YOKOHAMA, Japan -- Nissan Chairman Carlos Ghosn, who became one of the auto industry's most powerful executives by engineering a turnaround at the Japanese manufacturer, was arrested Monday and will be fired over allegations he underreported his income and misused company funds, the automaker said.
The scandal reverberated across the globe and abruptly threw into question Ghosn's future as leader of the Renault-Nissan-Mitsubishi alliance, which sold 10.6 million cars last year, more than any other manufacturer.
Nissan Chief Executive Officer Hiroto Saikawa said Ghosn was taken into custody after being questioned by prosecutors upon arriving in Japan earlier in the day. Ghosn is of French, Brazilian and Lebanese background and lives in both France and Japan.
Nissan said Ghosn, 64, and another senior executive, Greg Kelly, were accused of offenses involving millions of dollars that were discovered during a monthslong investigation set off by a whistleblower. Kelly was also arrested.
"Beyond being sorry I feel great disappointment, frustration, despair, indignation and resentment," Saikawa said, apologizing for a full seven minutes at the outset of a news conference.
Yokohama-based Nissan Motor Co. Ltd. said it is cooperating with prosecutors in their investigation.
Saikawa said Nissan's board will vote Thursday on dismissing Ghosn and Kelly, whom he described as the mastermind of the alleged abuses.
"This is an act that cannot be tolerated by the company," he said. "This is serious misconduct."
Saikawa said three major types of misconduct were found: underreporting income to financial authorities, using investment funds for personal gain and illicit use of company expenses.
He said that because of the continuing investigation, he could not disclose many details. But he promised to tighten internal controls, saying the problems may have happened because too much power was concentrated in one person.
"We need to really look back at what happened, take it seriously and take fundamental countermeasures," he said.
Ghosn officially still leads the Renault-Nissan-Mitsubishi alliance as CEO and chairman. But experts said it is unlikely he will be able to stay on there or at Renault, where he is also CEO. Renault said its board will hold an emergency meeting soon.
"The last thing one of the world's biggest automakers needs is the disruption caused by an investigation into the behavior of a man who has towered over the global auto sector," said Michael Hewson, chief market analyst at CMC Markets in London.
The companies in the alliance own parts of each other and share investments in new technologies, among other things. Renault owns 43 percent of Nissan, which owns 15 percent of Renault and 34 percent of Mitsubishi.
In France, where the state owns 15 percent of Renault, officials were quick to demand continuity in a pact that observers have said has long favored the French side. President Emmanuel Macron said he would remain "extremely vigilant" regarding the stability of the Renault-Nissan alliance.
The turmoil created by Ghosn's downfall speaks to the executive's outsize role in holding together a house he almost single-handedly built. As CEO of Renault SA as well as the chairman of Nissan and new partner Mitsubishi Motors Corp., the 64-year-old was the common denominator and driving force of the partnership originally formed in 1999, when Nissan was near collapse. More than once since then, Ghosn stepped in to appease bickering shareholders, and his departure leaves no obvious person to fill that role.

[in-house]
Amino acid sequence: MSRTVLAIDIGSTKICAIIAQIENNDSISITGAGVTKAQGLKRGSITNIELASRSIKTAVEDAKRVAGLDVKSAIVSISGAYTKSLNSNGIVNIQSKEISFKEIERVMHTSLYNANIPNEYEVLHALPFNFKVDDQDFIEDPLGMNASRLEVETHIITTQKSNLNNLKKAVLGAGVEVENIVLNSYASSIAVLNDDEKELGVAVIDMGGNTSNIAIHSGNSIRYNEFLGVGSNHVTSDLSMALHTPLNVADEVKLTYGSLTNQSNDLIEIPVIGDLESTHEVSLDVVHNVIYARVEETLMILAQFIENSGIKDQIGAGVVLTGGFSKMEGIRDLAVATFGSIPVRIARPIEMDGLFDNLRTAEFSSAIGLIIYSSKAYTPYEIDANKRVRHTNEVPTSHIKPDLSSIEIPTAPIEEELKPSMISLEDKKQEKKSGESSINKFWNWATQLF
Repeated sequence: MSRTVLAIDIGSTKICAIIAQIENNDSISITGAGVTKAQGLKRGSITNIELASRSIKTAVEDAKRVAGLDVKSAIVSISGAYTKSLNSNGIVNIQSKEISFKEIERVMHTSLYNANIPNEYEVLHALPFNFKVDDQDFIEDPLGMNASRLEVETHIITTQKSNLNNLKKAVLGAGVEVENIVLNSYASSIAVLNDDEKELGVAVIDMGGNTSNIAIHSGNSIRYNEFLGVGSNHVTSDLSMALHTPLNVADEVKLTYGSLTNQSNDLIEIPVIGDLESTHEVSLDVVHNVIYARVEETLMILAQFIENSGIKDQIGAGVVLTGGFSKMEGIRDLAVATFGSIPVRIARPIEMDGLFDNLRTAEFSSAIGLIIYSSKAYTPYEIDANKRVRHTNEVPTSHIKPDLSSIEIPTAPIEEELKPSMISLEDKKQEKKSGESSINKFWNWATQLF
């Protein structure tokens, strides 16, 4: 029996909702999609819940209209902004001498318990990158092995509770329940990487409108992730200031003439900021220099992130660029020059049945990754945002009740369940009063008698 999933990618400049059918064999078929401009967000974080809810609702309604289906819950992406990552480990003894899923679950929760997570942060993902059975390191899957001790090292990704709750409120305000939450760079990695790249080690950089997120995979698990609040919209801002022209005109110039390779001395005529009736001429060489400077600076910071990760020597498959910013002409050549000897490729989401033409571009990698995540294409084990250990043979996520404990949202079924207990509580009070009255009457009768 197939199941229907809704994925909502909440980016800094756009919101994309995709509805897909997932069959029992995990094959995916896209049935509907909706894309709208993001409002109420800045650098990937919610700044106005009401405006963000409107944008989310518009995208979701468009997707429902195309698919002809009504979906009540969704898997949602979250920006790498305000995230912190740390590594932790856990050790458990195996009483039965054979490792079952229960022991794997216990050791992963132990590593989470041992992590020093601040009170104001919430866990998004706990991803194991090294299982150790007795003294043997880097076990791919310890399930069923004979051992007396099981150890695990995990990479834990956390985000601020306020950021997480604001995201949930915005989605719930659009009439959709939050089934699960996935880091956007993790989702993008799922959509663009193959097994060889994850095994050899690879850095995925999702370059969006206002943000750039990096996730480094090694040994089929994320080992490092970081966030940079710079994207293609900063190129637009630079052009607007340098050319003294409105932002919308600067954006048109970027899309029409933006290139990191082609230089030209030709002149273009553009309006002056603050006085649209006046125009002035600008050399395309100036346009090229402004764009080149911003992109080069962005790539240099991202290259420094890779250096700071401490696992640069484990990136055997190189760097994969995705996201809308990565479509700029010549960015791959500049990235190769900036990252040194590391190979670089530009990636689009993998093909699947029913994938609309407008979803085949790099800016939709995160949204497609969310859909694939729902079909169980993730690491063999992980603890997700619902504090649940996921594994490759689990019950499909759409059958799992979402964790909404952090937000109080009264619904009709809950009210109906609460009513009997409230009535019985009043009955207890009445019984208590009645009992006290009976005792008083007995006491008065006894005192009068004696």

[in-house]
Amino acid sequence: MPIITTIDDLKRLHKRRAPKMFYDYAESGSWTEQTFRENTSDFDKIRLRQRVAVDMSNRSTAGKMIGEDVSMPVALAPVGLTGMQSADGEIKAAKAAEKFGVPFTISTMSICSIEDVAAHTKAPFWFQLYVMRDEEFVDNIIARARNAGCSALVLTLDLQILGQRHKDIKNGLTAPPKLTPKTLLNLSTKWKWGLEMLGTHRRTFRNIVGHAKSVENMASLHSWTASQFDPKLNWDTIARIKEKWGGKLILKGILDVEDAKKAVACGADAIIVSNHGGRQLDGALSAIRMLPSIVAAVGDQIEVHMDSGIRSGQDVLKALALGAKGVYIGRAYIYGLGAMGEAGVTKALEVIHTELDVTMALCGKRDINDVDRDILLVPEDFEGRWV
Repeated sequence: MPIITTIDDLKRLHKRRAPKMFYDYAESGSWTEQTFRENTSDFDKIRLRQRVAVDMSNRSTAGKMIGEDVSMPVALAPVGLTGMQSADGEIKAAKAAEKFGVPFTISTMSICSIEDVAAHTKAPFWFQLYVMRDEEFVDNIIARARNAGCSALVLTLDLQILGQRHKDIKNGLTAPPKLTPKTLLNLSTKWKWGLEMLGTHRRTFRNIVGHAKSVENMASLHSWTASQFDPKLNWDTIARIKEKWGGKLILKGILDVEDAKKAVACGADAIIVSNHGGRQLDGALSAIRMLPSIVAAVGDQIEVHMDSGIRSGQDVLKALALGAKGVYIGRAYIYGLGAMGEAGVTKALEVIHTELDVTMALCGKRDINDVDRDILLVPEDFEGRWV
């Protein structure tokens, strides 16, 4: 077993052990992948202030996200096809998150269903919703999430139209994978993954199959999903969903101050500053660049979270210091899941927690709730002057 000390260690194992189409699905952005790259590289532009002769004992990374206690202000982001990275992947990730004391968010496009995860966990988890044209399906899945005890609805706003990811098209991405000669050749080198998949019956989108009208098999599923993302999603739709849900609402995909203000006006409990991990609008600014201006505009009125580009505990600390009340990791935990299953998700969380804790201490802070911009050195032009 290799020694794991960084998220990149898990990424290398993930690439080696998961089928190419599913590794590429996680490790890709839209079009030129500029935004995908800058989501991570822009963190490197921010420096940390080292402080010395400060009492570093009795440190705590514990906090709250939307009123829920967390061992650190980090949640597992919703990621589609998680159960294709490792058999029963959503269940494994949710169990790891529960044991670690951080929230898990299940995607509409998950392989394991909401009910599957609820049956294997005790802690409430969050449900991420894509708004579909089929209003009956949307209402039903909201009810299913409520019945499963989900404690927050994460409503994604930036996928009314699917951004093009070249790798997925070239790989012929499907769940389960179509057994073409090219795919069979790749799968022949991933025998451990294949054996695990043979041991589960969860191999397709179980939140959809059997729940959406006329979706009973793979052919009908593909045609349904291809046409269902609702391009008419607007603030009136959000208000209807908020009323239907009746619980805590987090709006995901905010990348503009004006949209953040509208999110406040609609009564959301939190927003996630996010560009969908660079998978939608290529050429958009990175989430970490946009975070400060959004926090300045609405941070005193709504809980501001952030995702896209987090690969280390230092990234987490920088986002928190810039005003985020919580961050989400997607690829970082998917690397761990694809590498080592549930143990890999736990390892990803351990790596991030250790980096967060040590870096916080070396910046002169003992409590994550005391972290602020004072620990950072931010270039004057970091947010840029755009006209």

Renault SA stock plunged more than 8 percent in France. Japanese markets had already closed when the scandal broke.
Ghosn was at Nissan for 19 years and signed a contract this year that would have run through 2022. His compensation, high by Japanese standards, has been a source of controversy over the years.
According to NHK and the Kyodo News Service, Nissan paid Ghosn nearly $89 million over five years through March 2015, including salary and other income, but he reported receiving only about half that amount.
The allegations are a serious blow at a time when Nissan is still getting over a scandal in which it admitted altering the results of emission and fuel economy tests on vehicles sold in Japan.
Ghosn is credited with helping bring about a remarkable turnaround at Nissan, resuscitating it from near bankruptcy by cutting thousands of jobs and shutting plants. His triumph made him something of a national hero in a country where foreign CEOs of major Japanese companies are relatively rare.
He also looms large in France, where he previously turned Renault around and made it into a global player, notably in electric vehicles. He also led the French carmaker through major job cuts and an expensive and contentious bailout, earning the nickname "Le Cost Cutter."
Ghosn has also been a nemesis of French unions and left-wing politicians, who saw him as a symbol of capitalism's excesses, particularly its executive pay packages.
Renault shareholders voted in 2016 against Ghosn's pay package, seeing it as too generous, but the board ignored the vote.
That prompted the ire of then-President Francois Hollande. Hollande's socialist government imposed limits on executive pay at state-run companies and tried to do the same in the private sector but backed down amid concerns such action would scare away foreign investment.
Ghosn served as Nissan's chief executive from 2001 until last April. He became chief executive of Renault in 2005, leading the two major automakers simultaneously. In 2016, he became Mitsubishi Motors' chairman.
Saikawa said the scandal was a "negative outcome of the long regime of Mr. Ghosn."
Information for this article was contributed by Mari Yamaguchi and Angela Charlton of The Associated Press, and by Chris Reiter and Ania Nussbaum of Bloomberg News.
Business on 11/20/2018
Print Headline: Nissan's chief arrested in Japan